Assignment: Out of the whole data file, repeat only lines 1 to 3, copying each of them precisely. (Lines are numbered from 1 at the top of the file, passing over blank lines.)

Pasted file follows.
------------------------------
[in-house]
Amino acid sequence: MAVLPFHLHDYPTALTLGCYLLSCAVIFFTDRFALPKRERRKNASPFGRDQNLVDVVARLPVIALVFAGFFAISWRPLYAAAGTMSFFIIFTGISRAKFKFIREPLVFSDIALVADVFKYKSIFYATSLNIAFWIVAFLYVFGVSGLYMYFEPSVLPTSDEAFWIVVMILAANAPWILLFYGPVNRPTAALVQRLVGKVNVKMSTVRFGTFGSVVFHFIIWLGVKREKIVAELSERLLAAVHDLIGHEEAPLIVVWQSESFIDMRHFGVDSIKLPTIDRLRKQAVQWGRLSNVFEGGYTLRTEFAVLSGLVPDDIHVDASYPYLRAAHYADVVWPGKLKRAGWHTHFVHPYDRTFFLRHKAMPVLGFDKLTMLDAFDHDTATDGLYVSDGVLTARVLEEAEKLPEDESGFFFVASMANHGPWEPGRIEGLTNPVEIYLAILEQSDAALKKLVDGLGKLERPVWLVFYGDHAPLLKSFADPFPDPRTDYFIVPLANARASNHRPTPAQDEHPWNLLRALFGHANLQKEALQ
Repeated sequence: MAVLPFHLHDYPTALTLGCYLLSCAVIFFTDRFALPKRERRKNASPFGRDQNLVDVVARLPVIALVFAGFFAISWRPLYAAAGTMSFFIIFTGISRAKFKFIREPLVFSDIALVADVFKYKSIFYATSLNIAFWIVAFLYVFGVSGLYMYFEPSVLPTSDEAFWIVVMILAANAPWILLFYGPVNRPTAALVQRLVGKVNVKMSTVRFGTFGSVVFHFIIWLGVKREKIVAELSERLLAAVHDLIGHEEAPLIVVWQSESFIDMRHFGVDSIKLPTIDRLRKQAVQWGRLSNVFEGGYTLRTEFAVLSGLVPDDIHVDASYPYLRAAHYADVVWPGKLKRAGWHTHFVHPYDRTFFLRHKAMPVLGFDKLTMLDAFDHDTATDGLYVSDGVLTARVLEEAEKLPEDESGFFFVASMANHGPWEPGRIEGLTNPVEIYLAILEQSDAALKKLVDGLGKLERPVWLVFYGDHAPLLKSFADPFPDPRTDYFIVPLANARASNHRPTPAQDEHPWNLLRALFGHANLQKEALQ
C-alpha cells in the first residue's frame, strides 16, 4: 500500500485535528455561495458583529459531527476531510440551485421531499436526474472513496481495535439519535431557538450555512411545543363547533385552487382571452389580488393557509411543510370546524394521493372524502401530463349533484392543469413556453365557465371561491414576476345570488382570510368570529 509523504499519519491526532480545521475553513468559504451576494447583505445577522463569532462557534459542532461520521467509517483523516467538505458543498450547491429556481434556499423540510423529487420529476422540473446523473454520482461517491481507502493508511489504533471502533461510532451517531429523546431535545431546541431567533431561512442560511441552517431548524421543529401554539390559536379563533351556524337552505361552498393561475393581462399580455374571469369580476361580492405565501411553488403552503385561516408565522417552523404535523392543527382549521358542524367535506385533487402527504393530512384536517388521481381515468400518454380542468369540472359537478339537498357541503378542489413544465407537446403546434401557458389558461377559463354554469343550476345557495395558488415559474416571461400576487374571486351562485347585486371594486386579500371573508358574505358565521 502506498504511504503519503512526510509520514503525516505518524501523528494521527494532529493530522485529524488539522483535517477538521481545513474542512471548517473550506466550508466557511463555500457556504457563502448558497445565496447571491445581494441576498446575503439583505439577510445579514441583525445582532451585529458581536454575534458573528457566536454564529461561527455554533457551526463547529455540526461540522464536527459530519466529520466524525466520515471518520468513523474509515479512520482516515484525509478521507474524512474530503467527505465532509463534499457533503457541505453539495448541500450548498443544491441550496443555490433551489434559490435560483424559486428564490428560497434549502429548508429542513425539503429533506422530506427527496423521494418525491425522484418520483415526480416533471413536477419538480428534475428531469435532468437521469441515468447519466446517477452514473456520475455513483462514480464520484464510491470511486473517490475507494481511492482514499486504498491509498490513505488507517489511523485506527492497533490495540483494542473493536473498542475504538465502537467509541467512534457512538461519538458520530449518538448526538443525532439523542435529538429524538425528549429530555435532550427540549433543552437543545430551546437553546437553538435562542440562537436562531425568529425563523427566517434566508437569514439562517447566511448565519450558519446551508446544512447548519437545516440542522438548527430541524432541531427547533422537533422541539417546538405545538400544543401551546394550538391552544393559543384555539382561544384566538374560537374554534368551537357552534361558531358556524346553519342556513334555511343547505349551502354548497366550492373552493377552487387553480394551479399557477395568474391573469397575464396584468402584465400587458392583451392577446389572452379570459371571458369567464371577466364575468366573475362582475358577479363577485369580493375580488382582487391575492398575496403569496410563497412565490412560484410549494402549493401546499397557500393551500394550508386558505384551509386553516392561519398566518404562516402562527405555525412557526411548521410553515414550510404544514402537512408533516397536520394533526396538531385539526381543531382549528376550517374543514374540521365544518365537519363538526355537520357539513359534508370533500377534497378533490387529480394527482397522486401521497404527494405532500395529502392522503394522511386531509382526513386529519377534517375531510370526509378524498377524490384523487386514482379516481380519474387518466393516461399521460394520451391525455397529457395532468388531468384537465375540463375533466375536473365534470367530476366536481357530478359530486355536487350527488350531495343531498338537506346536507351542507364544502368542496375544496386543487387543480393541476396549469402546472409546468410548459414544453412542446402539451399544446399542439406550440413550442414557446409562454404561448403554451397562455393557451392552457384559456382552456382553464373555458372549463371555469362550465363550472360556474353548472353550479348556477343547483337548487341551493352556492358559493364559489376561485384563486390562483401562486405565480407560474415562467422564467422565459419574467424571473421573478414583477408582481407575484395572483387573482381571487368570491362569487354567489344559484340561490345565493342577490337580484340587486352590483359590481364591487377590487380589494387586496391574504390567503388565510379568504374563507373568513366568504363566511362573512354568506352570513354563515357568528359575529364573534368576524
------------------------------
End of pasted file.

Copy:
[in-house]
Amino acid sequence: MAVLPFHLHDYPTALTLGCYLLSCAVIFFTDRFALPKRERRKNASPFGRDQNLVDVVARLPVIALVFAGFFAISWRPLYAAAGTMSFFIIFTGISRAKFKFIREPLVFSDIALVADVFKYKSIFYATSLNIAFWIVAFLYVFGVSGLYMYFEPSVLPTSDEAFWIVVMILAANAPWILLFYGPVNRPTAALVQRLVGKVNVKMSTVRFGTFGSVVFHFIIWLGVKREKIVAELSERLLAAVHDLIGHEEAPLIVVWQSESFIDMRHFGVDSIKLPTIDRLRKQAVQWGRLSNVFEGGYTLRTEFAVLSGLVPDDIHVDASYPYLRAAHYADVVWPGKLKRAGWHTHFVHPYDRTFFLRHKAMPVLGFDKLTMLDAFDHDTATDGLYVSDGVLTARVLEEAEKLPEDESGFFFVASMANHGPWEPGRIEGLTNPVEIYLAILEQSDAALKKLVDGLGKLERPVWLVFYGDHAPLLKSFADPFPDPRTDYFIVPLANARASNHRPTPAQDEHPWNLLRALFGHANLQKEALQ
Repeated sequence: MAVLPFHLHDYPTALTLGCYLLSCAVIFFTDRFALPKRERRKNASPFGRDQNLVDVVARLPVIALVFAGFFAISWRPLYAAAGTMSFFIIFTGISRAKFKFIREPLVFSDIALVADVFKYKSIFYATSLNIAFWIVAFLYVFGVSGLYMYFEPSVLPTSDEAFWIVVMILAANAPWILLFYGPVNRPTAALVQRLVGKVNVKMSTVRFGTFGSVVFHFIIWLGVKREKIVAELSERLLAAVHDLIGHEEAPLIVVWQSESFIDMRHFGVDSIKLPTIDRLRKQAVQWGRLSNVFEGGYTLRTEFAVLSGLVPDDIHVDASYPYLRAAHYADVVWPGKLKRAGWHTHFVHPYDRTFFLRHKAMPVLGFDKLTMLDAFDHDTATDGLYVSDGVLTARVLEEAEKLPEDESGFFFVASMANHGPWEPGRIEGLTNPVEIYLAILEQSDAALKKLVDGLGKLERPVWLVFYGDHAPLLKSFADPFPDPRTDYFIVPLANARASNHRPTPAQDEHPWNLLRALFGHANLQKEALQ